Sunderland man caught driving without insurance accused of using 'smoke and mirrors exercise'
A Wearside man has been convicted of driving without valid insurance after being accused in court of running a “smoke and mirrors” exercise – but is to appeal.
Prosecutor Brian Payne levelled the claim against Robert Ball, 63, of Trinity Street, Southwick, when he was tried after denying the offence.
Unemployed Ball told South Tyneside Magistrates’ Court he had handed the 56-plate Mini to his son, who had his own vehicle business, only to fix its broken gearbox.
He insisted he did not know his son had sold the car behind his back two months before he was stopped driving a Renault Megane in High Lane, Newbottle, on December 28 last year.
It led police to accuse him of not having a valid being insurance policy and Ball to deny the crime and seek trial.
But after a near two-and-a-half-hour hearing, they found him guilty, ordering him to pay £620 court costs and endorsing his driving licence with six penalty points, taking his tally to nine.
Immediately after conviction, Jason Smith, defending Ball, said he intended to appeal the conviction and asked magistrates to delay activating the points and fine, which they refused.
The court heard Ball had had fully comprehensive insurance with Privilege Insurance, part of the Direct Line Group, which was active and allowed him to drive other cars third party.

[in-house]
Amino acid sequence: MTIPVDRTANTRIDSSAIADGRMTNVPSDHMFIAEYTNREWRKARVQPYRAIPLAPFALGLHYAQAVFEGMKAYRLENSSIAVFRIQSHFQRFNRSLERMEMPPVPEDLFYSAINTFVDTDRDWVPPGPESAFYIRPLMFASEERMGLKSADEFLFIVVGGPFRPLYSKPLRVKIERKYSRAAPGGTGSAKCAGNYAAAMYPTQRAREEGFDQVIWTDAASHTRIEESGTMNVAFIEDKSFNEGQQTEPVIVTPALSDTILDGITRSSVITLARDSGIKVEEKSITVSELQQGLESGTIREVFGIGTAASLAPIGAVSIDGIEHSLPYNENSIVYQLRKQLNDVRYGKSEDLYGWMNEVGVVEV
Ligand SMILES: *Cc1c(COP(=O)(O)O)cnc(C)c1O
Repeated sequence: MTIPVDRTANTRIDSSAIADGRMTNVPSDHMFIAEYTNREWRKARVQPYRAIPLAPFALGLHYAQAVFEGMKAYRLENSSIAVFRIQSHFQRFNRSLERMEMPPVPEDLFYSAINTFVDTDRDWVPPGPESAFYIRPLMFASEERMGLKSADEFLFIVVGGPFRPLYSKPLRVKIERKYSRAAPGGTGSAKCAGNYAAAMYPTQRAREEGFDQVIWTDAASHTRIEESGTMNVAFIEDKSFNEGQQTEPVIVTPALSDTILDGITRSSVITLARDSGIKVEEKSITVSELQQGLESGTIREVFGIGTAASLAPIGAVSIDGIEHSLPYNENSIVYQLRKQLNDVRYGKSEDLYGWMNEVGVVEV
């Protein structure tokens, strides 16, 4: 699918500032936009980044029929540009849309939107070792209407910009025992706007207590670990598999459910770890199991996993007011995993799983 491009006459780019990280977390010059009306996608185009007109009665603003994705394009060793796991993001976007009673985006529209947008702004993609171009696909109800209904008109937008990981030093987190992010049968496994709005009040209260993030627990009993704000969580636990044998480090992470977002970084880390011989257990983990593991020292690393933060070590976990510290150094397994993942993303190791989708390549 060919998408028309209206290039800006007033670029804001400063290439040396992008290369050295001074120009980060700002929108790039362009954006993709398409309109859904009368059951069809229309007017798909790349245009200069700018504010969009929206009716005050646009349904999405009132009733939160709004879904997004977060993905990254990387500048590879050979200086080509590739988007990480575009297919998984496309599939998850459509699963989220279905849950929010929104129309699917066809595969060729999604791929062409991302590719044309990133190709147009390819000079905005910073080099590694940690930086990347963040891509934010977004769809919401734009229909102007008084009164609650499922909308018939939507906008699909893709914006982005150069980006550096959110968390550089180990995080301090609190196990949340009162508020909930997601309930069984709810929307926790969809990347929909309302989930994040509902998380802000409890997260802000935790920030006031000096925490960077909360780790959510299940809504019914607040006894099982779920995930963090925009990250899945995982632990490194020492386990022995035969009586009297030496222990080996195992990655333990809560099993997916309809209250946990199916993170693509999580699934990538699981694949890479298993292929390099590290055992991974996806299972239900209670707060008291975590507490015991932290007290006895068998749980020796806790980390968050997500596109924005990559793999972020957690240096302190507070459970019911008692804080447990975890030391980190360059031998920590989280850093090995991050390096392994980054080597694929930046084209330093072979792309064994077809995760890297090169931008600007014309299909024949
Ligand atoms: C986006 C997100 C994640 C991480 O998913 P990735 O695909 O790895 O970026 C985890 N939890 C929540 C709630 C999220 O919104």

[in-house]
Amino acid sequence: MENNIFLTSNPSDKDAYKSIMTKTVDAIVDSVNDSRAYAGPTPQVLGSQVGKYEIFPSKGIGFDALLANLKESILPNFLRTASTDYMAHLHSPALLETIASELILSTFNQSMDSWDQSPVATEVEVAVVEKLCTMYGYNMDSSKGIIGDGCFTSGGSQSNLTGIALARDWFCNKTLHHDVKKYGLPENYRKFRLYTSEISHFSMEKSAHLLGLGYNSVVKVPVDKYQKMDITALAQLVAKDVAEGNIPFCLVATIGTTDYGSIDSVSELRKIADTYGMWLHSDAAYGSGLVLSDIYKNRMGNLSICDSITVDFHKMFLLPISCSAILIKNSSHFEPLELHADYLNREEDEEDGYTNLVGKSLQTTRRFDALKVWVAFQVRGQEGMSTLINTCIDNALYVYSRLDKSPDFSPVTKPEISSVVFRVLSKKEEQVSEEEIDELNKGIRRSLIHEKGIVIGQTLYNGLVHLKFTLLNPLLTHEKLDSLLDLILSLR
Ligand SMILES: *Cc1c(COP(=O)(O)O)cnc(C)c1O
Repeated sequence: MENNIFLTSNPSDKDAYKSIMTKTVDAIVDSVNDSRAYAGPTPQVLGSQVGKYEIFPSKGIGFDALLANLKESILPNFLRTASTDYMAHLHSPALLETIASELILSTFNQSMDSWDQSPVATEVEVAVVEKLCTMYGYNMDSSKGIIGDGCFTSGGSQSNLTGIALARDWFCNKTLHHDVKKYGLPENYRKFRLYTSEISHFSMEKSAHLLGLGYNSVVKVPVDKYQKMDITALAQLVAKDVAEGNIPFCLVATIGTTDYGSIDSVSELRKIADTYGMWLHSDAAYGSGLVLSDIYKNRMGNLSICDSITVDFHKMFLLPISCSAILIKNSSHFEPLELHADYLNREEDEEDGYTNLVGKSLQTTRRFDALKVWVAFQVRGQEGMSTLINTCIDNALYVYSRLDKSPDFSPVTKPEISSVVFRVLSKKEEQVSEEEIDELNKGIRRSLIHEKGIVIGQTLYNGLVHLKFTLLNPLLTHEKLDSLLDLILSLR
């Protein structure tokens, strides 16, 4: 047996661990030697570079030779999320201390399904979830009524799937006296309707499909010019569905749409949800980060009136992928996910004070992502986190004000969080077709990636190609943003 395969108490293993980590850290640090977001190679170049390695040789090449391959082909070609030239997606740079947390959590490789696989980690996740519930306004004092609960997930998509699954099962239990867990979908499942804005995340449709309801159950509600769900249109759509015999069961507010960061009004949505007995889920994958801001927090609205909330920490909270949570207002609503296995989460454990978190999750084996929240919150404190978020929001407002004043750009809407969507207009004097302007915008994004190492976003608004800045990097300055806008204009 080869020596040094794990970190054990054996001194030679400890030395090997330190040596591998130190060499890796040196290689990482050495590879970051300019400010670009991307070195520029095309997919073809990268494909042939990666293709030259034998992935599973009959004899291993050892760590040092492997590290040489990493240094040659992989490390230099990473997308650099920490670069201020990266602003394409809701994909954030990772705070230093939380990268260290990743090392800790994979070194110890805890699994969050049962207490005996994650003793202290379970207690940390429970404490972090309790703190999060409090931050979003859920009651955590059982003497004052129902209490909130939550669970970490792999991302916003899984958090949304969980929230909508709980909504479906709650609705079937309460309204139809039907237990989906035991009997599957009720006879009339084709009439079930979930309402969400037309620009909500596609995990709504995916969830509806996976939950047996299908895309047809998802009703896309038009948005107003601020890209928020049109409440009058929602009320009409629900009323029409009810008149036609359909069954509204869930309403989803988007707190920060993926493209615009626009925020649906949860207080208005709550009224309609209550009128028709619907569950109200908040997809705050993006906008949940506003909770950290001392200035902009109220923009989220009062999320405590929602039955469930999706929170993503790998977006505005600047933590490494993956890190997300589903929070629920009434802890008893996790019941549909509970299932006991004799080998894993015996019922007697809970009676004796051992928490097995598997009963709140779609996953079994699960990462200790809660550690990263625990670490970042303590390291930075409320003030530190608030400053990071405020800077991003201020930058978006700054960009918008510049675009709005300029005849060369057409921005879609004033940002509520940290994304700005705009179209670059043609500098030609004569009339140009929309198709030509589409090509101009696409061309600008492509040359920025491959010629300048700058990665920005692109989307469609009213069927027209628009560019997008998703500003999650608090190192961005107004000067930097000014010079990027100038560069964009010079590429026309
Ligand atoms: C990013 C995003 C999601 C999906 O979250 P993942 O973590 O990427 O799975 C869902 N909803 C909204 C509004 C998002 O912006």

However, the case hinged on the legality of driving a third party vehicle – the Renault Megane – when he no longer owned the Mini upon which the validity of the full insurance policy rested.
After deliberation, magistrates decided he had driven illegally – and imposed their sentence despite Mr Smith’s suspension plea.
During the hearing, Mr Payne said: “He is running a smoke and mirrors exercise here. The problem with it is that knowledge is not the same as being insured. It’s a not a belief that somebody is insured, it’s whether they were insured.”
Giving evidence, Ball told the court: “I honestly believed I had the Mini. I honestly believed that when I got stopped I was insured. It’s not a scam. I wasn’t trying to pull a fast one.”
Asked by Mr Payne why he had not reported the alleged illegal sale of the car to police, Ball said: “I’m not going to report my son for a crime.”
Mr Smith said: “The incontrovertible fact is that the insurance policy was valid on the 28th of December. It’s never been invalidated, voided or claimed upon. It’s active and valid. Full stop.”
Ball must also pay an £85 fine and a £30 victim surcharge.